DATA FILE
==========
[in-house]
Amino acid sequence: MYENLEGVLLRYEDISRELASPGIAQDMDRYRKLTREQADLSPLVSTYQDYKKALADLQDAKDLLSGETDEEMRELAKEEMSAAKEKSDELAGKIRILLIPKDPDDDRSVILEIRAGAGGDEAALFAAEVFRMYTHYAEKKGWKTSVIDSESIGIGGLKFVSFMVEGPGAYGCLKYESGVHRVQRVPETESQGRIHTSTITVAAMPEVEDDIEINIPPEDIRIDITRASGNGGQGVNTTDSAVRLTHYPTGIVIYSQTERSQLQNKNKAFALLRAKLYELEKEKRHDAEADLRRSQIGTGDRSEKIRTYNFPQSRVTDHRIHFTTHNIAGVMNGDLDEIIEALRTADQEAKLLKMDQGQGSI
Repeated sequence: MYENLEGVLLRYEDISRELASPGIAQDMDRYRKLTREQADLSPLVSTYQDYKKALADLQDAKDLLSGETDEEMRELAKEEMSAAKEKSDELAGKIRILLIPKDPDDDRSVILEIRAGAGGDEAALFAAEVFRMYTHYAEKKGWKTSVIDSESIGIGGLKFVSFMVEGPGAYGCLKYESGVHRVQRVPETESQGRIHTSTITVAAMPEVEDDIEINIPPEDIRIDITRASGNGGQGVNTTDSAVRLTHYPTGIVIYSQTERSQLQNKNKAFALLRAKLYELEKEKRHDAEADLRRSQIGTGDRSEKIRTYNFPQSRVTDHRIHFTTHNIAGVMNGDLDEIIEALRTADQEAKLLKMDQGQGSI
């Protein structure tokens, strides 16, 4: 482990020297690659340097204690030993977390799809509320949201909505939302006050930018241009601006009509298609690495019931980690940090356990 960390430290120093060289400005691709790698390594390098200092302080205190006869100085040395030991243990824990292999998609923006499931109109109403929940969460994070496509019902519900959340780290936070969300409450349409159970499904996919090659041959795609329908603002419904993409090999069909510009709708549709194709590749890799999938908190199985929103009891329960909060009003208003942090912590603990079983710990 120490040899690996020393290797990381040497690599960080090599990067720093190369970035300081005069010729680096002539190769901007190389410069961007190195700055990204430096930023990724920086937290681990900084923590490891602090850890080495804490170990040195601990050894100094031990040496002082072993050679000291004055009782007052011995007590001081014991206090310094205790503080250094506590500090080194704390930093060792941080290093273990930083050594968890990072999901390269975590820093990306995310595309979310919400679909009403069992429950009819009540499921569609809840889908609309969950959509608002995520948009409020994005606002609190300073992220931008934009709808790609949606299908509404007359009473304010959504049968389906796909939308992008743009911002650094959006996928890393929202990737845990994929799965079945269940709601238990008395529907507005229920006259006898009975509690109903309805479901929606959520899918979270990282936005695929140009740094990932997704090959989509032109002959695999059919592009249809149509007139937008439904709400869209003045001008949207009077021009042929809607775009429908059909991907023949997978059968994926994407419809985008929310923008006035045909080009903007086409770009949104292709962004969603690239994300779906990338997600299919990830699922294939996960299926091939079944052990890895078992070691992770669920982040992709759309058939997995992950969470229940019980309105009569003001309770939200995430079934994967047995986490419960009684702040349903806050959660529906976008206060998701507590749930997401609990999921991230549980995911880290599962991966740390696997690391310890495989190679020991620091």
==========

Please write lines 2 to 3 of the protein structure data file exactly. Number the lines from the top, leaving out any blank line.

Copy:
Amino acid sequence: MYENLEGVLLRYEDISRELASPGIAQDMDRYRKLTREQADLSPLVSTYQDYKKALADLQDAKDLLSGETDEEMRELAKEEMSAAKEKSDELAGKIRILLIPKDPDDDRSVILEIRAGAGGDEAALFAAEVFRMYTHYAEKKGWKTSVIDSESIGIGGLKFVSFMVEGPGAYGCLKYESGVHRVQRVPETESQGRIHTSTITVAAMPEVEDDIEINIPPEDIRIDITRASGNGGQGVNTTDSAVRLTHYPTGIVIYSQTERSQLQNKNKAFALLRAKLYELEKEKRHDAEADLRRSQIGTGDRSEKIRTYNFPQSRVTDHRIHFTTHNIAGVMNGDLDEIIEALRTADQEAKLLKMDQGQGSI
Repeated sequence: MYENLEGVLLRYEDISRELASPGIAQDMDRYRKLTREQADLSPLVSTYQDYKKALADLQDAKDLLSGETDEEMRELAKEEMSAAKEKSDELAGKIRILLIPKDPDDDRSVILEIRAGAGGDEAALFAAEVFRMYTHYAEKKGWKTSVIDSESIGIGGLKFVSFMVEGPGAYGCLKYESGVHRVQRVPETESQGRIHTSTITVAAMPEVEDDIEINIPPEDIRIDITRASGNGGQGVNTTDSAVRLTHYPTGIVIYSQTERSQLQNKNKAFALLRAKLYELEKEKRHDAEADLRRSQIGTGDRSEKIRTYNFPQSRVTDHRIHFTTHNIAGVMNGDLDEIIEALRTADQEAKLLKMDQGQGSI